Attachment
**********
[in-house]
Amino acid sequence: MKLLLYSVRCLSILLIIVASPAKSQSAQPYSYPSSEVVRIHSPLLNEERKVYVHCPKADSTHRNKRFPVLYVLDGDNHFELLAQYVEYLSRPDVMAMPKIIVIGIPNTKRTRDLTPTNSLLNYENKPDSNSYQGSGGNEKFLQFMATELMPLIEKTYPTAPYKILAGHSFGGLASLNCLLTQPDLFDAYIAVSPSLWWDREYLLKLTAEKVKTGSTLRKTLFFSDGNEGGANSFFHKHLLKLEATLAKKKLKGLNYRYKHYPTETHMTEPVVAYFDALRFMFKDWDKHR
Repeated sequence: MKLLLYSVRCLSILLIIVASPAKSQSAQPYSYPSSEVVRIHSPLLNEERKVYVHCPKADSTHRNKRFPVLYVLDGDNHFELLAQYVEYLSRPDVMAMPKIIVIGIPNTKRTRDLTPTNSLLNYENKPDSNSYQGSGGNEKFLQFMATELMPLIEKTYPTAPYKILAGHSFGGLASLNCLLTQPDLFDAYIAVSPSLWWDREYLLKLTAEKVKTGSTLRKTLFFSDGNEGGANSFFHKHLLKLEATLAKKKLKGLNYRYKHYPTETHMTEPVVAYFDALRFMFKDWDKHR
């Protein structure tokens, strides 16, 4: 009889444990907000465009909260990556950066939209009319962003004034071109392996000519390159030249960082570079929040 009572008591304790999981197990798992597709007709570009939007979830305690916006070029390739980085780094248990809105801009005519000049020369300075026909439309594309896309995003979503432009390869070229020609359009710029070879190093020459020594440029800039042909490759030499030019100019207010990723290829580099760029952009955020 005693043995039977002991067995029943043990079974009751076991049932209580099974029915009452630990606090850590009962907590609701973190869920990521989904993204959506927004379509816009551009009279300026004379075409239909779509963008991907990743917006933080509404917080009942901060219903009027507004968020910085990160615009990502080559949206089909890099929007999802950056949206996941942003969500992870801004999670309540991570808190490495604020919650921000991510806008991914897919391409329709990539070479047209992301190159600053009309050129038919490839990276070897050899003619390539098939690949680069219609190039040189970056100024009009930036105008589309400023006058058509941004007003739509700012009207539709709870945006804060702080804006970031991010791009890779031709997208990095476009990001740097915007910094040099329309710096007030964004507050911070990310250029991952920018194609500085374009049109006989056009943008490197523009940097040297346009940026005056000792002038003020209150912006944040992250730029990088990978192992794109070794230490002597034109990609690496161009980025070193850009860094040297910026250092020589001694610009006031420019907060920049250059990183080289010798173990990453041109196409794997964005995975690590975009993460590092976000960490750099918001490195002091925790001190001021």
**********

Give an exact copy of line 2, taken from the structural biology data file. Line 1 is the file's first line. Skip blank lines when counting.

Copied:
Amino acid sequence: MKLLLYSVRCLSILLIIVASPAKSQSAQPYSYPSSEVVRIHSPLLNEERKVYVHCPKADSTHRNKRFPVLYVLDGDNHFELLAQYVEYLSRPDVMAMPKIIVIGIPNTKRTRDLTPTNSLLNYENKPDSNSYQGSGGNEKFLQFMATELMPLIEKTYPTAPYKILAGHSFGGLASLNCLLTQPDLFDAYIAVSPSLWWDREYLLKLTAEKVKTGSTLRKTLFFSDGNEGGANSFFHKHLLKLEATLAKKKLKGLNYRYKHYPTETHMTEPVVAYFDALRFMFKDWDKHR